What would the world of the March sisters look like in the contemporary era? Such is the concept behind Clare Niederpruem’s misguided take on Louisa May Alcott’s classic novel “Little Women.” Released between last year’s well-received three-episode PBS miniseries and Greta Gerwig’s upcoming star-studded feature, Niederpruem’s debut will be remembered as a curiosity amongst otherwise stellar adaptations. Niederpruem, who adapted the book with Kristi Shimek, clearly has great affection for Alcott’s indelible sisters, but her film never goes beyond placing them in a contemporary setting and simply hoping for the best.
While there’s certainly room to explore Alcott’s biggest themes in the lives of modern women, here the results feel more hammy than revelatory. Sweet scenes in Alcott’s book are now suddenly weird and outdated, and only serve as uncomfortable evidence of the film’s poor execution (saddled with a militaristic edge, the sisters’ “Pickwick Club” is transformed into something both bizarre and immature). The intrusion of modern idioms also stings, and it’s hard to stomach that a literary mind like that of central sister Jo March would be reduced to tossing off bon mots like her desire to “do all the things” or her confession that a favorite sibling is “her person.”
It’s clear that Niederpruem and Shimek approached their subjects with a great deal of admiration, though that doesn’t always translate into understanding the women who drive Alcott’s narrative. Like most adaptations of “Little Women,” this one is predominantly focused on Jo (played in her older years by Sarah Davenport); here, she attempts to make it as a writer of a “high fantasy mythopoetic fable” in New York City. Back home in Massachusetts, her various sisters carry on with their own lives, and the film’s screenplay weaves together their past and present to offer a truncated look at the sisters and their bonds.
Pinnacle Point Entertainment
Undercutting the storytelling is Niederpruem’s decision to cast two sets of sisters for the sisters’ different ages, and then almost immediately split them up into disparate groups. Jo and eldest sister Meg (played later by Melanie Stone) age up, while Amy stays her younger self for far too many years. The result: No one ever looks the appropriate age and it’s occasionally difficult to understand where certain scenes fall on what should be a simple timeline.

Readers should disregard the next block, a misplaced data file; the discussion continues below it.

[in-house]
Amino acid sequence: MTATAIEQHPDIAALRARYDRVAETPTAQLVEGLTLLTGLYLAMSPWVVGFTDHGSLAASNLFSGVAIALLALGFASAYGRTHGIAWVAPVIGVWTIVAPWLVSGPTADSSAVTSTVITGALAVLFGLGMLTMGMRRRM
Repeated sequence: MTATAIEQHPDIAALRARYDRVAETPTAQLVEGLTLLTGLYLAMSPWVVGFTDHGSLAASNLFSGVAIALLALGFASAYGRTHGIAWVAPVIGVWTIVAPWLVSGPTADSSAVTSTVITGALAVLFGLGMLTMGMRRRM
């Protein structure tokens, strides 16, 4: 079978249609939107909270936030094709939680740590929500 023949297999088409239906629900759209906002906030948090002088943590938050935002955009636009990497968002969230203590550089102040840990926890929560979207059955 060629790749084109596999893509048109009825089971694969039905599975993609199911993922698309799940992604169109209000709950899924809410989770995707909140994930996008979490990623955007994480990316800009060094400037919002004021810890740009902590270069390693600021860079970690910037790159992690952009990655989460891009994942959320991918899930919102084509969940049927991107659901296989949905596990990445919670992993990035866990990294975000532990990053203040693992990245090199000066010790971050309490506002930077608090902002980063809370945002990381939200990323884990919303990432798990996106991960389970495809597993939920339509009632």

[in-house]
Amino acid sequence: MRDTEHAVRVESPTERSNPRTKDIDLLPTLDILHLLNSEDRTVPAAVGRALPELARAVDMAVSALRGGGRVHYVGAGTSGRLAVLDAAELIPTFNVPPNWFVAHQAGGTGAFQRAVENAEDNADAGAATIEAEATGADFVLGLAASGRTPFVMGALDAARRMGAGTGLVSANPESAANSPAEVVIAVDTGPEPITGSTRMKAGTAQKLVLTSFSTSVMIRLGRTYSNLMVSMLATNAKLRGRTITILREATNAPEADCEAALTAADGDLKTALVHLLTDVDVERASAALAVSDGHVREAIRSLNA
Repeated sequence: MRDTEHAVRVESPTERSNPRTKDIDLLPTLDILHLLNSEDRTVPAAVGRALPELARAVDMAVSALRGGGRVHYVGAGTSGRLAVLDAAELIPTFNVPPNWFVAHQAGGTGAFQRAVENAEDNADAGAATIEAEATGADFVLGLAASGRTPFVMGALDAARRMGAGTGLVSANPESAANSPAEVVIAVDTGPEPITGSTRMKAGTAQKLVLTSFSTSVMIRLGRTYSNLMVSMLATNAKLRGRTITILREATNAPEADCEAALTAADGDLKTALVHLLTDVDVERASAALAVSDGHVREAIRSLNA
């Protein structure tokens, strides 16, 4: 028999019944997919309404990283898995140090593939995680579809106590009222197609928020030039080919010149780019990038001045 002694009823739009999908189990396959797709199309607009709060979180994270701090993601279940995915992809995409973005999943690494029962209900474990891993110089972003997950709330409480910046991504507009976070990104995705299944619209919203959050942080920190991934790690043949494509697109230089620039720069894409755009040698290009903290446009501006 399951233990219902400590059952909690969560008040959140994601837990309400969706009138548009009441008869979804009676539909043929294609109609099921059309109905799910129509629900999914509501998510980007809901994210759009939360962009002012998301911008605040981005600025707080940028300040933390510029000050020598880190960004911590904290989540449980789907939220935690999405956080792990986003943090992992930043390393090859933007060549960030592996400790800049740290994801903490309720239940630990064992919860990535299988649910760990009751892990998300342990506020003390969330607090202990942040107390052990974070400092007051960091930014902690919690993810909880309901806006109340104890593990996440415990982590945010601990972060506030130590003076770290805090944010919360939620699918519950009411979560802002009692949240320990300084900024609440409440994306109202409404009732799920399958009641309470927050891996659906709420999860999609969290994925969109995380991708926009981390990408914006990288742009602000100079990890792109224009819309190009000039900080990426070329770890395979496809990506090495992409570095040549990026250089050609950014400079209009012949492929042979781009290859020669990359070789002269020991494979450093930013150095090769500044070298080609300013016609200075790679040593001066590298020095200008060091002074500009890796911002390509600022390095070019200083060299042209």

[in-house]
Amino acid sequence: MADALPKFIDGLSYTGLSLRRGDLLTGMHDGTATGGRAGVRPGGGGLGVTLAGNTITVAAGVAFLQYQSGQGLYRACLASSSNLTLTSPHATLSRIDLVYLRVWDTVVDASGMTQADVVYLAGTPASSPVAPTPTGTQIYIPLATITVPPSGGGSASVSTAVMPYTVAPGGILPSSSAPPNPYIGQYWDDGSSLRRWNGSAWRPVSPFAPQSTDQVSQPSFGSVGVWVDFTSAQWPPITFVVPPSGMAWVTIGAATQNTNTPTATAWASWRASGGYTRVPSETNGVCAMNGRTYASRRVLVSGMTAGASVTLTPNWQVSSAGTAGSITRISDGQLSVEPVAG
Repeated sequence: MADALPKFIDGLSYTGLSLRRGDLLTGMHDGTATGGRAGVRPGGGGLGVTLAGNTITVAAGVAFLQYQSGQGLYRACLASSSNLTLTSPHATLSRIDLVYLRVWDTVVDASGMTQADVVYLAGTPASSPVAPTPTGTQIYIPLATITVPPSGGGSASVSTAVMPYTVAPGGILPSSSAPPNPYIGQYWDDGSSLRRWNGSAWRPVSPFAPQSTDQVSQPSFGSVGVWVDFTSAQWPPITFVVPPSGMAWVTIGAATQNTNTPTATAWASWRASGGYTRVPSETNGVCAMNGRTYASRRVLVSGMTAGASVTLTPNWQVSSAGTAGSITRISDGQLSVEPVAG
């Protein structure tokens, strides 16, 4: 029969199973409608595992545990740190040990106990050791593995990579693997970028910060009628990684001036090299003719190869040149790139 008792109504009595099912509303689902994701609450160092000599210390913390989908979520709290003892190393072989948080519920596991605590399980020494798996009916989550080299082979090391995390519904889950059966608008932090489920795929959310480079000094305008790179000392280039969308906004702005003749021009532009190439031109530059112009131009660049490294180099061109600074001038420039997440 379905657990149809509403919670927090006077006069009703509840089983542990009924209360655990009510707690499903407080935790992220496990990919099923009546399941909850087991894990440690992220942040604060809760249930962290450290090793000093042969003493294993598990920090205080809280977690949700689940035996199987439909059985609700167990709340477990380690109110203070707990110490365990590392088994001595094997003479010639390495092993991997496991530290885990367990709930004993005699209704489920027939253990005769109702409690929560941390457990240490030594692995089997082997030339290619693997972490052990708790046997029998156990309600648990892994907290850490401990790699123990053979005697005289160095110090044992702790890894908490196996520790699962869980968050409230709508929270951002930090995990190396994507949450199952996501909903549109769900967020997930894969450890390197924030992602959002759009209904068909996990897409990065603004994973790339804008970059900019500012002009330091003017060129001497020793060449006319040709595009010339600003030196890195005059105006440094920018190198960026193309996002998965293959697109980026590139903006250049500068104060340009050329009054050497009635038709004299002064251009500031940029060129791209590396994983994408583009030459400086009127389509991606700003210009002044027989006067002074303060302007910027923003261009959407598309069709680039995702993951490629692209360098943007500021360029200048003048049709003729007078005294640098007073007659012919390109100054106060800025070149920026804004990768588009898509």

Still, the film is at its best when focused on the sisters, showing off their different dreams and personalities. It’s Jo’s dreams that push her into a meek existence in NYC, as she attempts to hawk her book and comes into contact with handsome professor Freddy Bhaer (Ian Bohen). Jo’s massive novel was inspired by her early years with her sisters, steeped in a combination of creativity and boredom, and while her excitement for the material is contagious, her ambition remains wildly outsized. Davenport, tasked with playing Jo from a young teenager to a grown woman, captures Jo’s impetuousness, but the result is a flighty, selfish take on the March sister that’s hard to root for. Her more sensitive sisters, including Meg and Beth (Allie Jennings), get significantly less screen time, but still make off with much of the film’s emotion. And it’s Amy (played first by Elise Jones, later by Taylor Murphy) who steals the show, with Jones turning in the rare Amy performance that gives her spoiled brat act actual depth.
Inevitably, most of Amy’s spectacular freakouts center on her jealousy over the close friendship between Jo and neighbor Laurie (a terribly miscast Lucas Grabeel). If Niederpruem’s casting decisions can be deemed inappropriate simply based on age, her choice to cast the over-30 Grabeel as Laurie is all but catastrophic. Davenport’s frenetic performance makes sense when Jo is a capricious teenager, but Grabeel’s low-key turn as the March family’s devoted friend simply never gels. Even worse, the romantic undertones to his affection for Jo only read as strange, considering the lack of chemistry between Davenport and Grabeel. This is perhaps the only version of “Little Women” where Jo’s eventual rejection of her friend scans as a relief, not a heartbreak.
Most damning is that Niederpruem fails to engage with her central, powerful idea. Despite setting “Little Women” in modern times, the film is disinterested in using the new period to explore the bigger questions at the heart of Alcott’s novel. In its own time, “Little Women” wondered how women’s places were changing in a revitalized world, and what it meant to truly let the March sisters forge their own paths. “Little Women” doesn’t do that; instead, it literally dresses itself up in modern garb while failing to ask the modern questions that made its source resonate.
Pinnacle Peak Entertainment will release “Little Women” on Friday, September 28.
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